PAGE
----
Verizon and NOAA Team Up for Advanced Storm Damage Assessment

NOAA Verizon Drone PartnershipUtilizing Drone Technology, the New Collaboration Aims to Enhance Emergency Response and Mitigation Strategies During Hurricane Season

As hurricane season approaches, putting vital off-shore infrastructure at risk over the next few months, Verizon has announced a new partnership with the National Oceanic and Atmospheric Association to use uncrewed systems to rapidly survey storm damage immediately after major disasters. This three-year Cooperative Research and Development agreement is designed to integrate the personnel resources, flight equipment, and expertise of Verizon Frontline, Verizon’s in-house UAV division focused on infrastructure surveillance, with NOAA’s National Weather Service personnel. 

The goal of the project is to increase the data-collection capability of NOAA after major storms and tornadoes. This allows them to improve their damage assessment capability while also gaining additional information on tornado and storm behavior with a goal of improving warnings and mitigation techniques. 

“This collaboration has the potential to demonstrate how partnerships with Verizon and other organizations to gather drone imagery can significantly improve the services provided by the NWS to the public and partners when disaster strikes,” said Tim Oram, NWS Southern Region Headquarters Meteorological Services Branch Chief.

The CRADA applies to the Fort Worth, Texas-based NWS South region as well as NOAA’s National Severe Storms Laboratory. The deal will help protect the more than 77 million residents who live in the region, which is centered around the meteorologically active Gulf of Mexico and includes New Mexico, Texas, Oklahoma, Arkansas, Louisiana, Mississippi, Tennessee, Alabama, Georgia, and Florida, the Commonwealth of Puerto Rico and the U.S. Virgin Islands in the eastern Caribbean.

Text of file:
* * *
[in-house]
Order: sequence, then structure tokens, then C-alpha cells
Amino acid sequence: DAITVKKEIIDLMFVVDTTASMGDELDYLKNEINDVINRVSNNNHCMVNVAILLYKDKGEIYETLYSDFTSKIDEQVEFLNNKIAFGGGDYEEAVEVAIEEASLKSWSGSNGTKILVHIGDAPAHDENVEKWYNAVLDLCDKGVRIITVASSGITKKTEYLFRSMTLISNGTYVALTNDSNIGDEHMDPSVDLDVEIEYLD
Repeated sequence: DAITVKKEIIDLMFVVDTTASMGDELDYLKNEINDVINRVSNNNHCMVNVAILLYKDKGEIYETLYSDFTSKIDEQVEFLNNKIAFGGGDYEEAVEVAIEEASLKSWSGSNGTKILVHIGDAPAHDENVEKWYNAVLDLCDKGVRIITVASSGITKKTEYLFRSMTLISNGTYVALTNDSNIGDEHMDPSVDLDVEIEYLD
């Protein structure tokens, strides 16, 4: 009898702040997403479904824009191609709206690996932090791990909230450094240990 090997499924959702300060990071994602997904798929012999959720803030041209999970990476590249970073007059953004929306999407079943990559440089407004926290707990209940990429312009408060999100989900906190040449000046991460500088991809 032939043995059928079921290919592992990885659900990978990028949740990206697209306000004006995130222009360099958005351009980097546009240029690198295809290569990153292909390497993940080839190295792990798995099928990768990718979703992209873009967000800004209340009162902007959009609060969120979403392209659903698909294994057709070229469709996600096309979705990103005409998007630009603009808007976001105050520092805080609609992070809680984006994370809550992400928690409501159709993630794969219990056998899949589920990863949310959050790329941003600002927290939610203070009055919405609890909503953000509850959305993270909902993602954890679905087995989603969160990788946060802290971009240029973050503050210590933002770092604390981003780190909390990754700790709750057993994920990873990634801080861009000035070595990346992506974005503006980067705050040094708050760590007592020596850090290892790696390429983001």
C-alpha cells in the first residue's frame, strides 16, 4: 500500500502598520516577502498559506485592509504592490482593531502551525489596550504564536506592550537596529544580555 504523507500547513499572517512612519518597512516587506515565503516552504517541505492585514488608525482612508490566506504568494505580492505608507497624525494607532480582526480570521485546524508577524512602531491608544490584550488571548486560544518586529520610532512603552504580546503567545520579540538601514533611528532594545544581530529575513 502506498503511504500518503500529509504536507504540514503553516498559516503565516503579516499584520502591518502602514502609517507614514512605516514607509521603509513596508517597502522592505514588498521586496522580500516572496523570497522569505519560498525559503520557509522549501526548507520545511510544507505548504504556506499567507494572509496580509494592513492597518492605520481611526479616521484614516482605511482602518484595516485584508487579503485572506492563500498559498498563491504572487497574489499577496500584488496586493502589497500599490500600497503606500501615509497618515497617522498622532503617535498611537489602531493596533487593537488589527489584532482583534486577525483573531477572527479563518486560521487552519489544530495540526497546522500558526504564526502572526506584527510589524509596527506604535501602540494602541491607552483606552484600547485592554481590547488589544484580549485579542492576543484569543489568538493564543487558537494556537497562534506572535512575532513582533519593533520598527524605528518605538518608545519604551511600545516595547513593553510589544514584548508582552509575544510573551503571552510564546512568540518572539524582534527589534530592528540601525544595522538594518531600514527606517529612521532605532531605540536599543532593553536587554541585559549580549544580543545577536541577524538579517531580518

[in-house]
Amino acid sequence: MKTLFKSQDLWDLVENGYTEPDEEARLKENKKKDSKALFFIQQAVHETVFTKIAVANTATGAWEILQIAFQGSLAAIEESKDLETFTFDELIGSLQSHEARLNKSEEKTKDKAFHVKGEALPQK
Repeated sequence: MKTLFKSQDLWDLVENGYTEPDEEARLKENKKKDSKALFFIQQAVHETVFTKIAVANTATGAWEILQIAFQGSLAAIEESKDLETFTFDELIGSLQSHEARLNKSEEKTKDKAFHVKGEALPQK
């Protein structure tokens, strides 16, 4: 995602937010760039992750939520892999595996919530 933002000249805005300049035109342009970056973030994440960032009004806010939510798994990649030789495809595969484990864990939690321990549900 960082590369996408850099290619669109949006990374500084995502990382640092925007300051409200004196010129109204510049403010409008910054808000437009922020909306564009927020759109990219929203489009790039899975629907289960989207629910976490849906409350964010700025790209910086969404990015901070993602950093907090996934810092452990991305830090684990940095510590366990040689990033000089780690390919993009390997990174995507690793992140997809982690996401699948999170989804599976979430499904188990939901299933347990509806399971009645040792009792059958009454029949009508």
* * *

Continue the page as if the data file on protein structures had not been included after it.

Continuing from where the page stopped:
“This partnership will help pioneer new strategies aimed at gathering and disseminating crucial imagery, leveraging our collective expertise to enhance response efforts to severe storms and mitigate their impact on communities across the U.S.,” said Michael Adams, associate vice president for federal civilian services at Verizon.

Typically, after a storm, NOAA and the NWS deploy staff on the ground to survey storm damage, which can be dangerous and logistically difficult. Unmanned assets allow for more efficient information gathering, allowing for faster assignment of ratings and documentation of the storm’s path that researchers hope will improve future tornado and storm warnings. 

“After a crisis, the first imagery that any emergency management agency or similar public safety agency gets is typically satellite data and the resolution isn’t ideal,” said Chris Sanders of the Verizon Frontline Crisis Response Team. “What we’re aiming to do through our partnership with NOAA is develop ways to get these agencies high-resolution imagery much faster than they can get it today by using our robust network and rapid-mapping capabilities.”

More information on the NOAA/Verizon partnership is available here.

Miriam McNabbMiriam McNabb

Miriam McNabb is the Editor-in-Chief of DRONELIFE and CEO of JobForDrones, a professional drone services marketplace, and a fascinated observer of the emerging drone industry and the regulatory environment for drones. Miriam has penned over 3,000 articles focused on the commercial drone space and is an international speaker and recognized figure in the industry.  Miriam has a degree from the University of Chicago and over 20 years of experience in high tech sales and marketing for new technologies.
For drone industry consulting or writing, Email Miriam.


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